In the House on March 23, 1993, Cooper launched an attack on broadcasting producers, directors and interviewers in these terms : “We must be careful lest we let these people take over completely and destroy our democracy by that insidious inculcation…about how bad the body politic is.. I do put these people on notice when I say that we politicians will not tolerate it too much longer. It has to be changed…because we are a better nation that it portrays us as being.” The media’s role, in other words, was to be an extension of the government’s spin machine, and not to provide a Fourth Estate challenge to its designs. Some of the same people – McCully and Ryall – snow occupy senior Cabinet posts in the current government. Quite co-incidental with the sustained campaign of pressure on Morning Report, interviewer Kim Hill ultimately chose to shift to the Nine to Noon slot.
Plunket is aware of these kind of political pressures, because he has experienced them personally. In this 2007 interview with the student magazine Salient, he had this to say:
“I’ve been subject to political pressure in my time at Radio New Zealand,” he says. Most recently when Broadcasting Minister Steve Maharey complained to management over what he claimed was being accused of racism on air. But Plunket is pleased with the way it was dealt with. “I think we dealt with that in an entirely appropriate way, and I have to say I wouldn’t always have been in the past as confident that we would have dealt with it as well as we did.”
“There is no doubt that RNZ is by and large a far more socially aware organisation, it runs a far higher proportion of government news and therefore it can be criticised as being left-wing. Once again, I come back to I do what I do and the rules that I impose on myself. But I’d also say, it is an organisation that takes the delineation between an impartial news service and other parts of the organisation which are charged with reflecting the government of the day’s desire for social change very seriously.”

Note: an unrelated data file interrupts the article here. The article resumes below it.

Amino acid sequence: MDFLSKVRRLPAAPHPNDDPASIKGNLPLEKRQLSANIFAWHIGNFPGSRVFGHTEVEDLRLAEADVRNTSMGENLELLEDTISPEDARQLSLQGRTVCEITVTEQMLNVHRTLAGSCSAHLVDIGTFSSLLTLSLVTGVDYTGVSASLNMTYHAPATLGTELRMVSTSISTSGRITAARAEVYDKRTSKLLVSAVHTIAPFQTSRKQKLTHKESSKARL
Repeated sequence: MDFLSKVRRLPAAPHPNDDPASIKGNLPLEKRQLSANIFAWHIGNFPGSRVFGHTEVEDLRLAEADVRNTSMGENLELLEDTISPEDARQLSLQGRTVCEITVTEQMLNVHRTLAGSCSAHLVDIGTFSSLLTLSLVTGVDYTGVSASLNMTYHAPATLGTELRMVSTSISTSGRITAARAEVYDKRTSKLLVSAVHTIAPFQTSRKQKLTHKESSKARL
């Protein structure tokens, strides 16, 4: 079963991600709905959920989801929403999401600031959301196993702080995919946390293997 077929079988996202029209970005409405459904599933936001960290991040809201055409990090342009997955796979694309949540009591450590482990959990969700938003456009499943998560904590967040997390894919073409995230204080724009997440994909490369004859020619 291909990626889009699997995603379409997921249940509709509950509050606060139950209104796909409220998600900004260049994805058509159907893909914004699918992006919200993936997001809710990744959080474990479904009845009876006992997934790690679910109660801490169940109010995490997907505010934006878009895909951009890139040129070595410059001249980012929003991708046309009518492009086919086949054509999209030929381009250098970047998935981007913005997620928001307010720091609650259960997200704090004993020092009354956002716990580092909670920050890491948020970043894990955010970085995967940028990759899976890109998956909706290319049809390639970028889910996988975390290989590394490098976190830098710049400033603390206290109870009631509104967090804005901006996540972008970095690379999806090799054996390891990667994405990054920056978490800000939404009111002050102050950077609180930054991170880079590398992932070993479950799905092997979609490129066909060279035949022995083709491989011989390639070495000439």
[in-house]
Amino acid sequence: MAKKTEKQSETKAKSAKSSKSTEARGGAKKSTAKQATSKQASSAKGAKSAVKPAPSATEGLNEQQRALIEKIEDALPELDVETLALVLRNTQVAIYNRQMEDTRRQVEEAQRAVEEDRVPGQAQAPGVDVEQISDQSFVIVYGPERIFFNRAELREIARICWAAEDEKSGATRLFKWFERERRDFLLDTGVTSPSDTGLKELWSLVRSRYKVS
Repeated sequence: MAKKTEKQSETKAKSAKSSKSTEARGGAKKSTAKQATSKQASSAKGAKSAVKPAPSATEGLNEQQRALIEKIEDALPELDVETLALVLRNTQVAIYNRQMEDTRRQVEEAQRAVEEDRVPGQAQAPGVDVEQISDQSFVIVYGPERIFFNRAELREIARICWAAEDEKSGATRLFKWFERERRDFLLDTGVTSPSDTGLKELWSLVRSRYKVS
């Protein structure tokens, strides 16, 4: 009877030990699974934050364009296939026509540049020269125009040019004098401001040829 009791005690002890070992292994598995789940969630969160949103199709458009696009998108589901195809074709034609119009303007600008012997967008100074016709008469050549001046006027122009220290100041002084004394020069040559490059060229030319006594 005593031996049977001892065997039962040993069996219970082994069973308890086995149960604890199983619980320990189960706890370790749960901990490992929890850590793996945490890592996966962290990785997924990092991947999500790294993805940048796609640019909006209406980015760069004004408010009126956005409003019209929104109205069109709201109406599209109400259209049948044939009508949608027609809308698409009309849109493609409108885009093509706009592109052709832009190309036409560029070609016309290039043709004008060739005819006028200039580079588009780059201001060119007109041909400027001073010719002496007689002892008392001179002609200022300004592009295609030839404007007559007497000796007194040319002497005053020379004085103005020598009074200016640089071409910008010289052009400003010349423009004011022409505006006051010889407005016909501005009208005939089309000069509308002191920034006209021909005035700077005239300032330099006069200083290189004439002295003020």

So seriously, that Plunket’s desire to be more of a commentator than a mere conduit of news and information pales by comparison. Once the precedent of allowing Plunket to come out of the political closet had been set, it is hard to see where any line on neutrality or editorial balance could be drawn. No doubt, to many on the right, that neutrality is a sham anyway – but for them, nothing short of a fullblown surrender to the Fox News syndrome would suffice.
Even on those nutty Fox terms, Morning Report can point to a history where its in-house commentary, by past right wing political and business editors such as Richard Griffin and Peter Verschaffelt hardly supports any notion of a left wing conspiracy or brand by the programme. In fact, there has never been a left wing equivalent voice on Morning Report to those two long –serving worthies. So far as his own political inclinations can be detected, Plunket himself is probably not a left wing cabalist, either.
Will RNZ’s current defensive stance always be so? It is hard to see a valid Third Way. Much as we might talk of the Fox News syndrome eroding the pose of journalistic neutrality, the dubious path to Foxdom is not a desirable or a feasible option for an RNZ dependent on state funding. It might be a different story if the current government ever did revive its former interest in splitting RNZ news and current affairs into a separate structure, or in directing Morning Report to be put out to private tender. Hopefully, we have gone beyond those ideological checkpoints. If we haven’t, Sean Plunket will be the least of RNZ’s problems.